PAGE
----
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Sphingosine-1-phosphate receptor 2
Symbols S1PR2; EDG5; AGR16; EDG-5; Gpcr13; H218; LPB2; S1P2
External IDs OMIM605111 MGI99569 HomoloGene3118 IUPHAR: S1P2 GeneCards: S1PR2 Gene
RNA expression pattern
PBB GE EDG5 208537 at tn.png
More reference expression data
Species Human Mouse
Entrez 9294 14739
Ensembl ENSG00000175898 ENSMUSG00000043895
UniProt O95136 Q3U5W6
RefSeq (mRNA) NM_004230 NM_010333
RefSeq (protein) NP_004221 NP_034463
Location (UCSC) Chr 19:
10.2 - 10.2 Mb
Chr 9:
20.72 - 20.73 Mb
PubMed search [1] [2]

Sphingosine-1-phosphate receptor 2 also known as S1PR2 or S1P2 is a human gene which encodes a G protein-coupled receptor which binds the lipid signaling molecule sphingosine 1-phosphate (S1P).[1]



This protein participates in sphingosine 1-phosphate-induced cell proliferation, survival, and transcriptional activation.[1]

See also


Further reading

  • Spiegel S (2000). "Sphingosine 1-phosphate: a ligand for the EDG-1 family of G-protein-coupled receptors.". Ann. N. Y. Acad. Sci. 905: 54–60. PMID 10818441.  
  • Takuwa Y (2002). "[Regulation of Rho family G proteins and cell motility by the Edg family of sphingosin 1-phosphate receptors]". Tanpakushitsu Kakusan Koso 47 (4 Suppl): 496–502. PMID 11915348.  
  • MacLennan AJ, Browe CS, Gaskin AA, et al. (1994). "Cloning and characterization of a putative G-protein coupled receptor potentially involved in development.". Mol. Cell. Neurosci. 5 (3): 201–9. doi:10.1006/mcne.1994.1024. PMID 8087418.  
  • Yamaguchi F, Tokuda M, Hatase O, Brenner S (1996). "Molecular cloning of the novel human G protein-coupled receptor (GPCR) gene mapped on chromosome 9.". Biochem. Biophys. Res. Commun. 227 (2): 608–14. doi:10.1006/bbrc.1996.1553. PMID 8878560.  
  • Van Brocklyn JR, Tu Z, Edsall LC, et al. (1999). "Sphingosine 1-phosphate-induced cell rounding and neurite retraction are mediated by the G protein-coupled receptor H218.". J. Biol. Chem. 274 (8): 4626–32. doi:10.1074/jbc.274.8.4626. PMID 9988698.  
  • Ancellin N, Hla T (1999). "Differential pharmacological properties and signal transduction of the sphingosine 1-phosphate receptors EDG-1, EDG-3, and EDG-5.". J. Biol. Chem. 274 (27): 18997–9002. doi:10.1074/jbc.274.27.18997. PMID 10383399.  
  • Windh RT, Lee MJ, Hla T, et al. (1999). "Differential coupling of the sphingosine 1-phosphate receptors Edg-1, Edg-3, and H218/Edg-5 to the G(i), G(q), and G(12) families of heterotrimeric G proteins.". J. Biol. Chem. 274 (39): 27351–8. doi:10.1074/jbc.274.39.27351. PMID 10488065.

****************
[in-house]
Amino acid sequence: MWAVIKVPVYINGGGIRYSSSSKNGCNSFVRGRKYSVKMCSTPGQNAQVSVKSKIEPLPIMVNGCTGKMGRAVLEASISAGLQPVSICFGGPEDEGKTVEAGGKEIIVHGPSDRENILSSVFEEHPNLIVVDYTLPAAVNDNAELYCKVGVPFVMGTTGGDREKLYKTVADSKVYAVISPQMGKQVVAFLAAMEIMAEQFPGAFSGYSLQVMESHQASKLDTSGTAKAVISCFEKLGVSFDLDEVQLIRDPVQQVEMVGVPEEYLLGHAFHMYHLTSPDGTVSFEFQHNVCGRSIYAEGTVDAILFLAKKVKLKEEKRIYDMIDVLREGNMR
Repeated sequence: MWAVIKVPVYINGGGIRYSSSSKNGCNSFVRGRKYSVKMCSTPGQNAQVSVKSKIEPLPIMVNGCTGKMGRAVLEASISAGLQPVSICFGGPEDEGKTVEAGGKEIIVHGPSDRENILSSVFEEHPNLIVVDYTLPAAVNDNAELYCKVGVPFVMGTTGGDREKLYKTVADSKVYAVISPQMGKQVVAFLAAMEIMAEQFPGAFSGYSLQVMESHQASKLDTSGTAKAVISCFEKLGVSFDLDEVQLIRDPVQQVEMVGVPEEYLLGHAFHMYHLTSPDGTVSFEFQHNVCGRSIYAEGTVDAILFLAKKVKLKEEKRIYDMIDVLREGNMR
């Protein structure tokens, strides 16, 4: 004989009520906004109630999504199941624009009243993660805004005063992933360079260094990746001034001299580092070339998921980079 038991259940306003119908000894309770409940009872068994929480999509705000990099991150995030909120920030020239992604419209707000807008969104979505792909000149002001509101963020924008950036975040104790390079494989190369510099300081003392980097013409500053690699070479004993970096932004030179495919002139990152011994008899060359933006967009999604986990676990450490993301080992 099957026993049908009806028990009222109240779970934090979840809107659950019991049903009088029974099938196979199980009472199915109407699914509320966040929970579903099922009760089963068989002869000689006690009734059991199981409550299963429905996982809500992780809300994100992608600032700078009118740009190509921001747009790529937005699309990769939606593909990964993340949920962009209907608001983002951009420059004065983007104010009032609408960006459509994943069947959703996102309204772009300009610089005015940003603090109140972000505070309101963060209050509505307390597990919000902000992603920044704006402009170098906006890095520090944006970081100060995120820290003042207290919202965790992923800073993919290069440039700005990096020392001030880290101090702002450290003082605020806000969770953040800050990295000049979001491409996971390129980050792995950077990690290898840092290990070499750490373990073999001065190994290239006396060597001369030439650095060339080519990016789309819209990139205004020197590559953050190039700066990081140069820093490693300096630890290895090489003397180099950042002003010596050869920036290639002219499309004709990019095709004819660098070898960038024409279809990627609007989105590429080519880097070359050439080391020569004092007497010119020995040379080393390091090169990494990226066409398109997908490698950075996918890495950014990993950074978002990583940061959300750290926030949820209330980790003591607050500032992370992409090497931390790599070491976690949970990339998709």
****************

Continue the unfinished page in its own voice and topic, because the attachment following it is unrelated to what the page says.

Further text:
• An S, Zheng Y, Bleu T (2000). "Sphingosine 1-phosphate-induced cell proliferation, survival, and related signaling events mediated by G protein-coupled receptors Edg3 and Edg5.". J. Biol. Chem. 275 (1): 288–96. doi:10.1074/jbc.275.1.288. PMID 10617617.  
  • Himmel HM, Meyer Zu Heringdorf D, Graf E, et al. (2000). "Evidence for Edg-3 receptor-mediated activation of I(K.ACh) by sphingosine-1-phosphate in human atrial cardiomyocytes.". Mol. Pharmacol. 58 (2): 449–54. PMID 10908314.  
  • Hla T. Sphingosine 1-phosphate receptors.. 64. pp. 135–142. PMID 11331101.  
  • Mazurais D, Robert P, Gout B, et al. (2002). "Cell type-specific localization of human cardiac S1P receptors.". J. Histochem. Cytochem. 50 (5): 661–70. PMID 11967277.  
  • Osada M, Yatomi Y, Ohmori T, et al. (2003). "Enhancement of sphingosine 1-phosphate-induced migration of vascular endothelial cells and smooth muscle cells by an EDG-5 antagonist.". Biochem. Biophys. Res. Commun. 299 (3): 483–7. doi:10.1016/S0006-291X(02)02671-2. PMID 12445827.  
  • Strausberg RL, Feingold EA, Grouse LH, et al. (2003). "Generation and initial analysis of more than 15,000 full-length human and mouse cDNA sequences.". Proc. Natl. Acad. Sci. U.S.A. 99 (26): 16899–903. doi:10.1073/pnas.242603899. PMID 12477932.  
  • Vogler R, Sauer B, Kim DS, et al. (2003). "Sphingosine-1-phosphate and its potentially paradoxical effects on critical parameters of cutaneous wound healing.". J. Invest. Dermatol. 120 (4): 693–700. doi:10.1046/j.1523-1747.2003.12096.x. PMID 12648236.  
  • Kaneider NC, Lindner J, Feistritzer C, et al. (2005). "The immune modulator FTY720 targets sphingosine-kinase-dependent migration of human monocytes in response to amyloid beta-protein and its precursor.". Faseb J. 18 (11): 1309–11. doi:10.1096/fj.03-1050fje. PMID 15208267.  
  • Gerhard DS, Wagner L, Feingold EA, et al. (2004). "The status, quality, and expansion of the NIH full-length cDNA project: the Mammalian Gene Collection (MGC).". Genome Res. 14 (10B): 2121–7. doi:10.1101/gr.2596504. PMID 15489334.  
  • Sanchez T, Thangada S, Wu MT, et al. (2005). "PTEN as an effector in the signaling of antimigratory G protein-coupled receptor.". Proc. Natl. Acad. Sci. U.S.A. 102 (12): 4312–7. doi:10.1073/pnas.0409784102. PMID 15764699.  
  • Sanchez T, Skoura A, Wu MT, et al. (2007). "Induction of vascular permeability by the sphingosine-1-phosphate receptor-2 (S1P2R) and its downstream effectors ROCK and PTEN.". Arterioscler. Thromb. Vasc. Biol. 27 (6): 1312–8. doi:10.1161/ATVBAHA.107.143735. PMID 17431187.  

External links

This article incorporates text from the United States National Library of Medicine, which is in the public domain.



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